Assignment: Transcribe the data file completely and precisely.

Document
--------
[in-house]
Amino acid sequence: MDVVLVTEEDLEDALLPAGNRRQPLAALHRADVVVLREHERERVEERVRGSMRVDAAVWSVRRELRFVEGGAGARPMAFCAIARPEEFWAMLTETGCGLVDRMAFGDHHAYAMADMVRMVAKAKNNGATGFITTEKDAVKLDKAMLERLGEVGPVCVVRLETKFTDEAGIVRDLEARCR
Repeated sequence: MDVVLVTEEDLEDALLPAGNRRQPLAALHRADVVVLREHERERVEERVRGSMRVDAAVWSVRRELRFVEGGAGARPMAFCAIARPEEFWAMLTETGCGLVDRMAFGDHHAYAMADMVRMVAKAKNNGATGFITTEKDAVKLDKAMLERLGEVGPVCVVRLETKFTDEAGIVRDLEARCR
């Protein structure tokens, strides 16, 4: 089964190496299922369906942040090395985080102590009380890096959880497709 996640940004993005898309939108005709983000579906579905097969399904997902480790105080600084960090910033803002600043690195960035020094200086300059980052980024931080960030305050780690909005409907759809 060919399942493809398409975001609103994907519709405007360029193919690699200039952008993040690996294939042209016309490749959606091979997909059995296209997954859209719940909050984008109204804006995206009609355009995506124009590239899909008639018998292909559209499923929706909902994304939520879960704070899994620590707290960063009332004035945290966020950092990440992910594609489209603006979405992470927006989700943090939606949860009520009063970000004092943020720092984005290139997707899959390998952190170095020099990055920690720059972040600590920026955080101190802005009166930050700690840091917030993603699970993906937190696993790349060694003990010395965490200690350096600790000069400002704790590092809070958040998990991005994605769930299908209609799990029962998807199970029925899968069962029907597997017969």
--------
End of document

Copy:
[in-house]
Amino acid sequence: MDVVLVTEEDLEDALLPAGNRRQPLAALHRADVVVLREHERERVEERVRGSMRVDAAVWSVRRELRFVEGGAGARPMAFCAIARPEEFWAMLTETGCGLVDRMAFGDHHAYAMADMVRMVAKAKNNGATGFITTEKDAVKLDKAMLERLGEVGPVCVVRLETKFTDEAGIVRDLEARCR
Repeated sequence: MDVVLVTEEDLEDALLPAGNRRQPLAALHRADVVVLREHERERVEERVRGSMRVDAAVWSVRRELRFVEGGAGARPMAFCAIARPEEFWAMLTETGCGLVDRMAFGDHHAYAMADMVRMVAKAKNNGATGFITTEKDAVKLDKAMLERLGEVGPVCVVRLETKFTDEAGIVRDLEARCR
């Protein structure tokens, strides 16, 4: 089964190496299922369906942040090395985080102590009380890096959880497709 996640940004993005898309939108005709983000579906579905097969399904997902480790105080600084960090910033803002600043690195960035020094200086300059980052980024931080960030305050780690909005409907759809 060919399942493809398409975001609103994907519709405007360029193919690699200039952008993040690996294939042209016309490749959606091979997909059995296209997954859209719940909050984008109204804006995206009609355009995506124009590239899909008639018998292909559209499923929706909902994304939520879960704070899994620590707290960063009332004035945290966020950092990440992910594609489209603006979405992470927006989700943090939606949860009520009063970000004092943020720092984005290139997707899959390998952190170095020099990055920690720059972040600590920026955080101190802005009166930050700690840091917030993603699970993906937190696993790349060694003990010395965490200690350096600790000069400002704790590092809070958040998990991005994605769930299908209609799990029962998807199970029925899968069962029907597997017969």